Vienna pledges support for Swiss-EU deals

Calmy-Rey (left) won formal pledges from her Austrian counterpart Plassnik Keystone

Austria has assured Switzerland that it will try to speed up ratification of a second set of bilateral treaties between Switzerland and the European Union.

This content was published on January 23, 2006 - 18:04

Formal endorsement of the accords has been held up by a dispute over a Swiss funding package for the ten new EU member states.

The nine agreements, covering issues such as closer security and asylum cooperation as well as tax and customs deals, were signed by the EU and Switzerland in October 2004, but some of them are still waiting to be put into force.

During talks in Vienna on Monday with her Swiss counterpart, Micheline Calmy-Rey, the Austrian foreign minister, Ursula Plassnik promised to speed up the process. Austria currently holds the rotating EU presidency.

Calmy-Rey underlined that she was hoping all the accords would come into effect by the end of March, according to a Swiss foreign ministry spokesman.

Ratification has been blocked by several EU member states amid disagreement over a SFr1 billion ($790 million) payment by Switzerland to the ten new EU member states.

Calmy-Rey expressed interest in further cooperation between Switzerland and the EU, notably in the electricity market, health issues and the European satellite navigation system, Galileo.

The cabinet last week also called for a report on a free-trade accord on agriculture with the EU, a move welcomed by a European Commission spokesman in Brussels.

Conflict resolution

Calmy-Rey's visit to Austria, which also included a meeting with the Vienna-based International Atomic Energy Agency, comes four days after Swiss President Moritz Leuenberger held talks with his Austrian counterpart.

In another development Calmy-Rey said she was confident that negotiations on the future status of the United Nations-administered province of Kosovo would continue despite the death on Saturday of the Kosovan president, Ibrahim Rugova.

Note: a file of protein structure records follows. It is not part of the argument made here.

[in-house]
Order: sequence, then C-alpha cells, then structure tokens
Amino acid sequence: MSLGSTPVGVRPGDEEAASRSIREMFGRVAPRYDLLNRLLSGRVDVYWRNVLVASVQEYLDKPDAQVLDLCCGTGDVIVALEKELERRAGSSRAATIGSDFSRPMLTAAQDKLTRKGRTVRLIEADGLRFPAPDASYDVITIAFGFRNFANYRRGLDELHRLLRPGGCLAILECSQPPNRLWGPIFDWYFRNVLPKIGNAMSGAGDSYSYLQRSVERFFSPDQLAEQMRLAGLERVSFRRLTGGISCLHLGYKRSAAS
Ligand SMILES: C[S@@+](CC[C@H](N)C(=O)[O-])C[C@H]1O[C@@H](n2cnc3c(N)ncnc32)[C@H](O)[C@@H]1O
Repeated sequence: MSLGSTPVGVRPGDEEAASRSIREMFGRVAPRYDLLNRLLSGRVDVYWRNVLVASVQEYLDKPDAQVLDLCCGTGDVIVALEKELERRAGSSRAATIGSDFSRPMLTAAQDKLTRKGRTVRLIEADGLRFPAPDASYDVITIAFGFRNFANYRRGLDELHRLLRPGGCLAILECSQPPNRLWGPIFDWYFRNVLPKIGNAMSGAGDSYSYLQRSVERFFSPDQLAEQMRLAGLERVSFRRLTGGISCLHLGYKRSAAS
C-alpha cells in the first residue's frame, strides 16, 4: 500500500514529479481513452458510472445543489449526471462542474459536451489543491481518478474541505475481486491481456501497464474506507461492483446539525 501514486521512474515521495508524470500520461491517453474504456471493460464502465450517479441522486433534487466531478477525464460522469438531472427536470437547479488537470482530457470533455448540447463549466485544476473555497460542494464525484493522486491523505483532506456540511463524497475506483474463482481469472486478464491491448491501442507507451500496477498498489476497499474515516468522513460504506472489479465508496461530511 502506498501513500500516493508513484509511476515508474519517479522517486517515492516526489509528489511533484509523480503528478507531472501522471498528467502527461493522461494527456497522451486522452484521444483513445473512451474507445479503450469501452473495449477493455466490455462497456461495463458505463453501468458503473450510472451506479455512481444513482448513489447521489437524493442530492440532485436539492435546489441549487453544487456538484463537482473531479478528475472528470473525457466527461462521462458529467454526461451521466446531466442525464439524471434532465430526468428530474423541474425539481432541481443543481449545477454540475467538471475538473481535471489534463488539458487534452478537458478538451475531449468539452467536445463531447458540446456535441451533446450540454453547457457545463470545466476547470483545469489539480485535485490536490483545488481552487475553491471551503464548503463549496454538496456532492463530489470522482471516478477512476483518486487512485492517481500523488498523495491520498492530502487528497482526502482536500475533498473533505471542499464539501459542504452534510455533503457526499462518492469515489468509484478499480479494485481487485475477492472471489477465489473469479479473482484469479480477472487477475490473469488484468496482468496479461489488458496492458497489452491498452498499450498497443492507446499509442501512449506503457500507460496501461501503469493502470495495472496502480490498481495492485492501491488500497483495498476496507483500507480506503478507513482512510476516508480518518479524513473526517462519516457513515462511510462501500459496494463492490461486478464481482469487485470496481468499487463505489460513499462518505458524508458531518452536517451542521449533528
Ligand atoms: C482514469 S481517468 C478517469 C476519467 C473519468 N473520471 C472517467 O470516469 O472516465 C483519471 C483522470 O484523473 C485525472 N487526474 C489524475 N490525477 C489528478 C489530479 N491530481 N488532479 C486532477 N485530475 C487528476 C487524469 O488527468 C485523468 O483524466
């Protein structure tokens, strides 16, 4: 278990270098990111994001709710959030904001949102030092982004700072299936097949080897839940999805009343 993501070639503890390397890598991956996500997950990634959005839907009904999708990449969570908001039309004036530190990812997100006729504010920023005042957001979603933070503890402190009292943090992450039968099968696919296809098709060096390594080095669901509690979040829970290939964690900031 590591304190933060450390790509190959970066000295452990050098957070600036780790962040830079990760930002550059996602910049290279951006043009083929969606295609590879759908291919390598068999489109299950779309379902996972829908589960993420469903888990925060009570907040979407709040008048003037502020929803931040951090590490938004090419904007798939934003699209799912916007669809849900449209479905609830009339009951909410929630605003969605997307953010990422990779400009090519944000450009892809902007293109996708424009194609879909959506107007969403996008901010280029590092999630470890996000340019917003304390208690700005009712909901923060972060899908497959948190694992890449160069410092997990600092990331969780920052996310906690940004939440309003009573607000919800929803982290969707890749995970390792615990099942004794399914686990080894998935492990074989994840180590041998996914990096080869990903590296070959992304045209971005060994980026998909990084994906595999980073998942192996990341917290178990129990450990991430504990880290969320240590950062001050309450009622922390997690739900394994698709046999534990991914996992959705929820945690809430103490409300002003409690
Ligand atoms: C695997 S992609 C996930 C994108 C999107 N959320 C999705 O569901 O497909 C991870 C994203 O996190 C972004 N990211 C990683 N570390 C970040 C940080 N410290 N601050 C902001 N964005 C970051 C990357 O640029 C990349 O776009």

At a news conference in Vienna she stressed that the issue must be resolved sooner rather than later to stabilise the situation in the volatile Balkan region.

Swiss armed forces have deployed 220 peacekeeping troops in Kosovo to provide support for the multinational force.

Switzerland has one of the largest Kosovan expatriate communities in western Europe with about 200,000 people who fled the conflict in the 1990s.

Calmy-Rey is expected to attend the funeral of President Rugova in Pristina on Thursday.

swissinfo with agencies

Key facts

Switzerland and the EU have agreed two sets of bilateral treaties.
A first series of deals came into force in 2002.
In 2004 they signed a raft of nine additonal treaties governing tax, customs, asylum, police as well as trade, science and media.
Last year Swiss voters approved the Schengen/Dublin accords on security and asylum cooperation in a nationwide vote.
The Swiss rejected the European Economic Area treaty, a half-way house to full EU membership, in 1992.

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